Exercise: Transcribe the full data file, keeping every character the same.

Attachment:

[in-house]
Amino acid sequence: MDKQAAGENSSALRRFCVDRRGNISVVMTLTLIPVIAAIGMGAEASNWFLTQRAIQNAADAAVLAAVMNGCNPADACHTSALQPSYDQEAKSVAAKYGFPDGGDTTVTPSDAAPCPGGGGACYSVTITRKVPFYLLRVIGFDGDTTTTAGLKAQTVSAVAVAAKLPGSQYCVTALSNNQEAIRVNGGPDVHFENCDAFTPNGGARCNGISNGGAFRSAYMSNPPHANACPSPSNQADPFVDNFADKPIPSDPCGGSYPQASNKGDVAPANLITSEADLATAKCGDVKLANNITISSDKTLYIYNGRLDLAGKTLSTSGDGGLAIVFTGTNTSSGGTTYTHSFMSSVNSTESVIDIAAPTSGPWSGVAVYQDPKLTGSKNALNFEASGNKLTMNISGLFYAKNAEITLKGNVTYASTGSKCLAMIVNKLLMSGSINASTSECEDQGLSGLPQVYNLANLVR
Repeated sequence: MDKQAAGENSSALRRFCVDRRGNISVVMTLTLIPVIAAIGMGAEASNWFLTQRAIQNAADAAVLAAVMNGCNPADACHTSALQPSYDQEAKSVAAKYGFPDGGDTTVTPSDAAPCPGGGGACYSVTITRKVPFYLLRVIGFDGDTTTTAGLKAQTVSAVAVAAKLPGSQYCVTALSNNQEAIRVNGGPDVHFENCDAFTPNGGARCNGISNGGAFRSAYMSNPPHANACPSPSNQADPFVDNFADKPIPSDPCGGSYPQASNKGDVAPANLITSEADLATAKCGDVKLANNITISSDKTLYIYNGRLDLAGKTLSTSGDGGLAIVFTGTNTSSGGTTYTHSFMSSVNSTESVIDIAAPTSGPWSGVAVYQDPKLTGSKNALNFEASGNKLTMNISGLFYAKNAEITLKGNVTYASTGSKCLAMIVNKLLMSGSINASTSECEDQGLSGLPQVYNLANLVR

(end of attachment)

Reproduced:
[in-house]
Amino acid sequence: MDKQAAGENSSALRRFCVDRRGNISVVMTLTLIPVIAAIGMGAEASNWFLTQRAIQNAADAAVLAAVMNGCNPADACHTSALQPSYDQEAKSVAAKYGFPDGGDTTVTPSDAAPCPGGGGACYSVTITRKVPFYLLRVIGFDGDTTTTAGLKAQTVSAVAVAAKLPGSQYCVTALSNNQEAIRVNGGPDVHFENCDAFTPNGGARCNGISNGGAFRSAYMSNPPHANACPSPSNQADPFVDNFADKPIPSDPCGGSYPQASNKGDVAPANLITSEADLATAKCGDVKLANNITISSDKTLYIYNGRLDLAGKTLSTSGDGGLAIVFTGTNTSSGGTTYTHSFMSSVNSTESVIDIAAPTSGPWSGVAVYQDPKLTGSKNALNFEASGNKLTMNISGLFYAKNAEITLKGNVTYASTGSKCLAMIVNKLLMSGSINASTSECEDQGLSGLPQVYNLANLVR
Repeated sequence: MDKQAAGENSSALRRFCVDRRGNISVVMTLTLIPVIAAIGMGAEASNWFLTQRAIQNAADAAVLAAVMNGCNPADACHTSALQPSYDQEAKSVAAKYGFPDGGDTTVTPSDAAPCPGGGGACYSVTITRKVPFYLLRVIGFDGDTTTTAGLKAQTVSAVAVAAKLPGSQYCVTALSNNQEAIRVNGGPDVHFENCDAFTPNGGARCNGISNGGAFRSAYMSNPPHANACPSPSNQADPFVDNFADKPIPSDPCGGSYPQASNKGDVAPANLITSEADLATAKCGDVKLANNITISSDKTLYIYNGRLDLAGKTLSTSGDGGLAIVFTGTNTSSGGTTYTHSFMSSVNSTESVIDIAAPTSGPWSGVAVYQDPKLTGSKNALNFEASGNKLTMNISGLFYAKNAEITLKGNVTYASTGSKCLAMIVNKLLMSGSINASTSECEDQGLSGLPQVYNLANLVR